On the Far Edge of America

By William Doreski

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My face in the mirror looks raw

as seafood. The dawn feels limp

against my skin. Yesterday a friend

reported that his liver cancer

has claimed his other organs,

revising and reordering them

in defiance of their Latin names.

Six months to live, if he’s lucky.

If it would help, I’d let him look

through my gaze at this image

too unfamiliar to kill him.

Nose bulbous as ginger root,

mouth a gash imperfectly healed,

eyes lifeless behind glasses

thick as the soles of old shoes.

On the far edge of America,

he lives with a mother almost

a hundred years old and doomed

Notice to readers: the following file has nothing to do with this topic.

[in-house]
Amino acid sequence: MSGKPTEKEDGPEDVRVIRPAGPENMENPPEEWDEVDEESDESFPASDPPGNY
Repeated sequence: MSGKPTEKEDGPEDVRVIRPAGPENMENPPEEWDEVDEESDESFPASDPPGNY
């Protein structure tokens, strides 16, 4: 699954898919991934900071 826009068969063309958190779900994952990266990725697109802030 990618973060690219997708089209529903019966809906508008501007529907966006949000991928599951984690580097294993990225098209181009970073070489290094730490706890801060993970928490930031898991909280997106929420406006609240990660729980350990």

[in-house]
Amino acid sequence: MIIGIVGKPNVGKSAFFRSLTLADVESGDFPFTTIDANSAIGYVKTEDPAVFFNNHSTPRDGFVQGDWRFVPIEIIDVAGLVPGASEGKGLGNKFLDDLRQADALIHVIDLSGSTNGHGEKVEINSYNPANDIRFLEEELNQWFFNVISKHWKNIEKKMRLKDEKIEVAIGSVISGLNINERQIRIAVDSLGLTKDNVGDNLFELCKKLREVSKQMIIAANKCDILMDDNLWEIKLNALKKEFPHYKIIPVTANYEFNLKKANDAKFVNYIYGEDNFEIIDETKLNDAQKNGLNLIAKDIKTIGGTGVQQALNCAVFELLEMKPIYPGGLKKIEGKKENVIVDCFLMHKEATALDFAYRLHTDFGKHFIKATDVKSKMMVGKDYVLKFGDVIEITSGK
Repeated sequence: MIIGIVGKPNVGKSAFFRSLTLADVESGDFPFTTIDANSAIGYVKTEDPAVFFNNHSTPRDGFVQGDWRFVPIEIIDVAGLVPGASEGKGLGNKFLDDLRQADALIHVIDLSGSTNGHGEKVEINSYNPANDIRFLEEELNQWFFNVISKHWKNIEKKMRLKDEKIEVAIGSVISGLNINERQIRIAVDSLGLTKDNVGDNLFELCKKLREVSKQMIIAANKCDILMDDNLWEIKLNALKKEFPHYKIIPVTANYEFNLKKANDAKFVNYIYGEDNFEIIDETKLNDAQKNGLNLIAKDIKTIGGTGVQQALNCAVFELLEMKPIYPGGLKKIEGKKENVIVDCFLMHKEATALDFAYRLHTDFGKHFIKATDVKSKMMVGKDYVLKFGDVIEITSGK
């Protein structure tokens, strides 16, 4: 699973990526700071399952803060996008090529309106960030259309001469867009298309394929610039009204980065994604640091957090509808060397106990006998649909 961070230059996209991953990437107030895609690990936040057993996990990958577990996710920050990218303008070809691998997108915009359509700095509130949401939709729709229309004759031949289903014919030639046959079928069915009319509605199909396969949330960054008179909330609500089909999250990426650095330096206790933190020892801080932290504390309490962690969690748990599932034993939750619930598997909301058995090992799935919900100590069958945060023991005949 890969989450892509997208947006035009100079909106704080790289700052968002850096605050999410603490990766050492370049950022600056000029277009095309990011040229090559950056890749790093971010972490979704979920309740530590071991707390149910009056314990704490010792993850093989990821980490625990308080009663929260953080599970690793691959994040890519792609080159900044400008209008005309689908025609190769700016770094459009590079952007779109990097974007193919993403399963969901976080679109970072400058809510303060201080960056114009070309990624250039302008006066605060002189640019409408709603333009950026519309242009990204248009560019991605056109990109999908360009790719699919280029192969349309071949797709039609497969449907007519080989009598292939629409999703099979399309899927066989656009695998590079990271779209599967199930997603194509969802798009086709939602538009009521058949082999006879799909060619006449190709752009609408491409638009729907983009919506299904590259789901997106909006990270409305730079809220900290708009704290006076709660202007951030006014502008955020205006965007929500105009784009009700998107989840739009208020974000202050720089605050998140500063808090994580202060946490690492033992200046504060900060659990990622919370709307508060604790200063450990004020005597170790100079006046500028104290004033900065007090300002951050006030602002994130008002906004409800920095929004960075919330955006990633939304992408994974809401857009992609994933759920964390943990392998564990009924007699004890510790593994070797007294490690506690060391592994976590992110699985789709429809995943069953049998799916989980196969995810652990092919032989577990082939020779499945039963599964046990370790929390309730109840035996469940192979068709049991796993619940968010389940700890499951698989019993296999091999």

to survive her eldest son.

The slush of the timber-heavy coast

of Oregon soothes most wounds,

and Mount Hood spikes the horizon

with a ghostly presence subject

to the censorship of weather.

My friend hasn’t learned to focus

on the geometries around him,

but insists that the human spirit

echoes something larger, fainter

but absolute. My face clenches

like a hermit crab. I’m repelled

by dimensions the mirror fails

to reflect and flatten and control.

But if cancer is a dimension

beyond control, then the tumble

of the sea on volcanic rock

seems more useful than scripture

for cataloging our loss.

William Doreski